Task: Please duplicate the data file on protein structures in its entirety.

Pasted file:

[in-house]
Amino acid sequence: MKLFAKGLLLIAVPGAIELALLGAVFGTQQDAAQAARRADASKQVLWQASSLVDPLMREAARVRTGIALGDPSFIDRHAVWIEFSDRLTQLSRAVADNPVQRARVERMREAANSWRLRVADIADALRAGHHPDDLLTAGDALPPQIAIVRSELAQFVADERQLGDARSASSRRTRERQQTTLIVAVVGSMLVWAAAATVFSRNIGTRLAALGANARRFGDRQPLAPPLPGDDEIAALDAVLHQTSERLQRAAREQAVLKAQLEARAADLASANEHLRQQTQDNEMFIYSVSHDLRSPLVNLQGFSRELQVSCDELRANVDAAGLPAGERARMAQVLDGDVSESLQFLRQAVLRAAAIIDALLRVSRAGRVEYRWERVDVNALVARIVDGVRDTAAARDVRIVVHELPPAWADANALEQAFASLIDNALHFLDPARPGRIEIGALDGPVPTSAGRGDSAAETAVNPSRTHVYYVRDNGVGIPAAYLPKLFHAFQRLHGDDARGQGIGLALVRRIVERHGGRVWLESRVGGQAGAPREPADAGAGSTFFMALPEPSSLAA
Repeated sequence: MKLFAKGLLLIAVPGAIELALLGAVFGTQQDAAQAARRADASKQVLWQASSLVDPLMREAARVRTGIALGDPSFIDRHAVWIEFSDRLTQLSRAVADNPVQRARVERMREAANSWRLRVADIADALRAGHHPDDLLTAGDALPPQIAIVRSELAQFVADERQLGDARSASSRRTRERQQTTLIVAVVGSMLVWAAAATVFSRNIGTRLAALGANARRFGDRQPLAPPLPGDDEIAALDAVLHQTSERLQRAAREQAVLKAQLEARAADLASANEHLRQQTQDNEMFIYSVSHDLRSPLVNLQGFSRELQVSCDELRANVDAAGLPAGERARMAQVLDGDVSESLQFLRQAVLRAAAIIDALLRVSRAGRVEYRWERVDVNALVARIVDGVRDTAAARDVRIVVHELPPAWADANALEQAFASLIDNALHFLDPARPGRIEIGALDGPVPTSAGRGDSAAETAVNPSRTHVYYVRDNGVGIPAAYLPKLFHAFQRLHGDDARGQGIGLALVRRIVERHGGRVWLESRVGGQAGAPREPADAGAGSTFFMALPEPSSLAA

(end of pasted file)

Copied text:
[in-house]
Amino acid sequence: MKLFAKGLLLIAVPGAIELALLGAVFGTQQDAAQAARRADASKQVLWQASSLVDPLMREAARVRTGIALGDPSFIDRHAVWIEFSDRLTQLSRAVADNPVQRARVERMREAANSWRLRVADIADALRAGHHPDDLLTAGDALPPQIAIVRSELAQFVADERQLGDARSASSRRTRERQQTTLIVAVVGSMLVWAAAATVFSRNIGTRLAALGANARRFGDRQPLAPPLPGDDEIAALDAVLHQTSERLQRAAREQAVLKAQLEARAADLASANEHLRQQTQDNEMFIYSVSHDLRSPLVNLQGFSRELQVSCDELRANVDAAGLPAGERARMAQVLDGDVSESLQFLRQAVLRAAAIIDALLRVSRAGRVEYRWERVDVNALVARIVDGVRDTAAARDVRIVVHELPPAWADANALEQAFASLIDNALHFLDPARPGRIEIGALDGPVPTSAGRGDSAAETAVNPSRTHVYYVRDNGVGIPAAYLPKLFHAFQRLHGDDARGQGIGLALVRRIVERHGGRVWLESRVGGQAGAPREPADAGAGSTFFMALPEPSSLAA
Repeated sequence: MKLFAKGLLLIAVPGAIELALLGAVFGTQQDAAQAARRADASKQVLWQASSLVDPLMREAARVRTGIALGDPSFIDRHAVWIEFSDRLTQLSRAVADNPVQRARVERMREAANSWRLRVADIADALRAGHHPDDLLTAGDALPPQIAIVRSELAQFVADERQLGDARSASSRRTRERQQTTLIVAVVGSMLVWAAAATVFSRNIGTRLAALGANARRFGDRQPLAPPLPGDDEIAALDAVLHQTSERLQRAAREQAVLKAQLEARAADLASANEHLRQQTQDNEMFIYSVSHDLRSPLVNLQGFSRELQVSCDELRANVDAAGLPAGERARMAQVLDGDVSESLQFLRQAVLRAAAIIDALLRVSRAGRVEYRWERVDVNALVARIVDGVRDTAAARDVRIVVHELPPAWADANALEQAFASLIDNALHFLDPARPGRIEIGALDGPVPTSAGRGDSAAETAVNPSRTHVYYVRDNGVGIPAAYLPKLFHAFQRLHGDDARGQGIGLALVRRIVERHGGRVWLESRVGGQAGAPREPADAGAGSTFFMALPEPSSLAA